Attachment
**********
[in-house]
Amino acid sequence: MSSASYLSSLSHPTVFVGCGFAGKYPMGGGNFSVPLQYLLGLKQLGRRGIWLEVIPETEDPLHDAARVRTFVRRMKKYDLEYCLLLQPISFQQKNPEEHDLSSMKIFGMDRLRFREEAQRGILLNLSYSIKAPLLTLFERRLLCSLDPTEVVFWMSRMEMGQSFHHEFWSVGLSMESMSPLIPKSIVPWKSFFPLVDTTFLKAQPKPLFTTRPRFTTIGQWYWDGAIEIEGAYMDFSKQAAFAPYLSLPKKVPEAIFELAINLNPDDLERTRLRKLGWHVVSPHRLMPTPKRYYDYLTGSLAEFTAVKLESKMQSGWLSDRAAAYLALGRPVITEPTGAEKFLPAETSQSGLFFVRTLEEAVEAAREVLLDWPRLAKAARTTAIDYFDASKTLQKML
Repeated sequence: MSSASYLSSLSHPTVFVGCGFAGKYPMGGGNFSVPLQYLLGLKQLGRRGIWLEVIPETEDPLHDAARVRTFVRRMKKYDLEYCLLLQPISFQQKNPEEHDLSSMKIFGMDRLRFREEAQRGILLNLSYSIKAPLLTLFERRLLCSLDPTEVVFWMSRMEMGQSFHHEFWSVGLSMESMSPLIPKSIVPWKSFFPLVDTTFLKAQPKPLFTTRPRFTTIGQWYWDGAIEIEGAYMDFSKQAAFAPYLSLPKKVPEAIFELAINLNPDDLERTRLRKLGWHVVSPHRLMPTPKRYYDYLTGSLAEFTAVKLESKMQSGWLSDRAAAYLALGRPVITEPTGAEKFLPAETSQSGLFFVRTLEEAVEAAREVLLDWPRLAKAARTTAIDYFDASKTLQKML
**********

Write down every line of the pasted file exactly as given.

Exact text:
[in-house]
Amino acid sequence: MSSASYLSSLSHPTVFVGCGFAGKYPMGGGNFSVPLQYLLGLKQLGRRGIWLEVIPETEDPLHDAARVRTFVRRMKKYDLEYCLLLQPISFQQKNPEEHDLSSMKIFGMDRLRFREEAQRGILLNLSYSIKAPLLTLFERRLLCSLDPTEVVFWMSRMEMGQSFHHEFWSVGLSMESMSPLIPKSIVPWKSFFPLVDTTFLKAQPKPLFTTRPRFTTIGQWYWDGAIEIEGAYMDFSKQAAFAPYLSLPKKVPEAIFELAINLNPDDLERTRLRKLGWHVVSPHRLMPTPKRYYDYLTGSLAEFTAVKLESKMQSGWLSDRAAAYLALGRPVITEPTGAEKFLPAETSQSGLFFVRTLEEAVEAAREVLLDWPRLAKAARTTAIDYFDASKTLQKML
Repeated sequence: MSSASYLSSLSHPTVFVGCGFAGKYPMGGGNFSVPLQYLLGLKQLGRRGIWLEVIPETEDPLHDAARVRTFVRRMKKYDLEYCLLLQPISFQQKNPEEHDLSSMKIFGMDRLRFREEAQRGILLNLSYSIKAPLLTLFERRLLCSLDPTEVVFWMSRMEMGQSFHHEFWSVGLSMESMSPLIPKSIVPWKSFFPLVDTTFLKAQPKPLFTTRPRFTTIGQWYWDGAIEIEGAYMDFSKQAAFAPYLSLPKKVPEAIFELAINLNPDDLERTRLRKLGWHVVSPHRLMPTPKRYYDYLTGSLAEFTAVKLESKMQSGWLSDRAAAYLALGRPVITEPTGAEKFLPAETSQSGLFFVRTLEEAVEAAREVLLDWPRLAKAARTTAIDYFDASKTLQKML